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|Title:||Determining toxicity of lead and zinc runoff in soils: salinity effects on metal partitioning and on phytotoxicity|
|Citation:||Environmental Toxicology and Chemistry, 2003; 22(12):3017-3024|
|Daryl P. Stevens, Mike J. McLaughlin, and Tundi Heinrich|
|Abstract:||When assessing cationic metal toxicity in soils, metals are often added to soil as the chloride, nitrate, or sulfate salts. In many studies, the effects of these anions are ignored or discounted; rarely are appropriate controls included. This study used five soils varying in pH, clay content, and organic matter to determine whether salinity from counter-ions contributed to or confounded metal phytotoxicity. Varying rates of Pb and Zn were applied to soils with or without a leaching treatment to remove the metal counter-ion (NO3–). Lactuca sativa (lettuce) plants were grown in metal-treated soils, and plant dry weights were used to determine median effective concentrations where there was a 50% reduction in yield (EC50s) on the basis of total metals measured in the soil after harvest. In two of the five soils, leaching increased the EC50s significantly for Zn by 1.4- to 3.7-fold. In three of the five soils, leaching increased the EC50s significantly for Pb by 1.6- to 3.0-fold. The shift in EC50s was not a direct result of toxicity of the nitrate ion but was an indirect effect of the salinity increasing metal concentrations in soil solution and increasing its bioavailability for a given total metal concentration. In addition, calculation of potential salinity changes in toxicological studies from the addition of metals exhibiting strong sorption to soil suggested that if the anion associated with the metal is not leached from the soil, direct salinity responses could also lead to significant overestimation of the EC50 for those metals. These findings question the relevance of the application of single-metal salts to soils as a method of assessing metal phytotoxicity when, in many cases in our environment, Zn and Pb accumulate in soil over a period of time and the associated counter-ions are commonly removed from the soil during the accumulation process (e.g., roof and galvanized tower runoff).|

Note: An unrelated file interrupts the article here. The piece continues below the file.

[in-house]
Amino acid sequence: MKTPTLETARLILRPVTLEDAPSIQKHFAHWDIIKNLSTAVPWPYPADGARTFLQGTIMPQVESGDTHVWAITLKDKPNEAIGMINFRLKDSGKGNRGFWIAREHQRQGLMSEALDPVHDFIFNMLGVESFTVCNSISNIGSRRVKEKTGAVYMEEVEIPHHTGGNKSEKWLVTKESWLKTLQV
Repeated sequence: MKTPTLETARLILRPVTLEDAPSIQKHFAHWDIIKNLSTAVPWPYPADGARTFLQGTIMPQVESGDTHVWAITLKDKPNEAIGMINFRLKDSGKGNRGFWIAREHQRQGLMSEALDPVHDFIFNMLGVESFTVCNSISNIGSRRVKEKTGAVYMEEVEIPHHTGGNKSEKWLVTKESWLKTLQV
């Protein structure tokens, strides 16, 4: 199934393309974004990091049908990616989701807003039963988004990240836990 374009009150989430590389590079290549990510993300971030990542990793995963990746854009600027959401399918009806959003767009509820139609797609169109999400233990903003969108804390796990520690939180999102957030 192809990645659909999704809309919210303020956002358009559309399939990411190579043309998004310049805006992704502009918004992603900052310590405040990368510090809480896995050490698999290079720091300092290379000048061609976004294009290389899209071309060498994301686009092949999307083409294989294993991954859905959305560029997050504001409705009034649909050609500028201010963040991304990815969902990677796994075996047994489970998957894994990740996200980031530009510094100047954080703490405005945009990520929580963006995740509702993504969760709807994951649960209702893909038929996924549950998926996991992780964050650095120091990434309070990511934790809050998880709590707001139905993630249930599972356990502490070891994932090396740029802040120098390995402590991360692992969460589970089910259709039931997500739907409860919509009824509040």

|Description:||Copyright © 2003 Society of Environmental Toxicology and Chemistry|
|Appears in Collections:||Aurora harvest 2|
Earth and Environmental Sciences publications
Environment Institute publications
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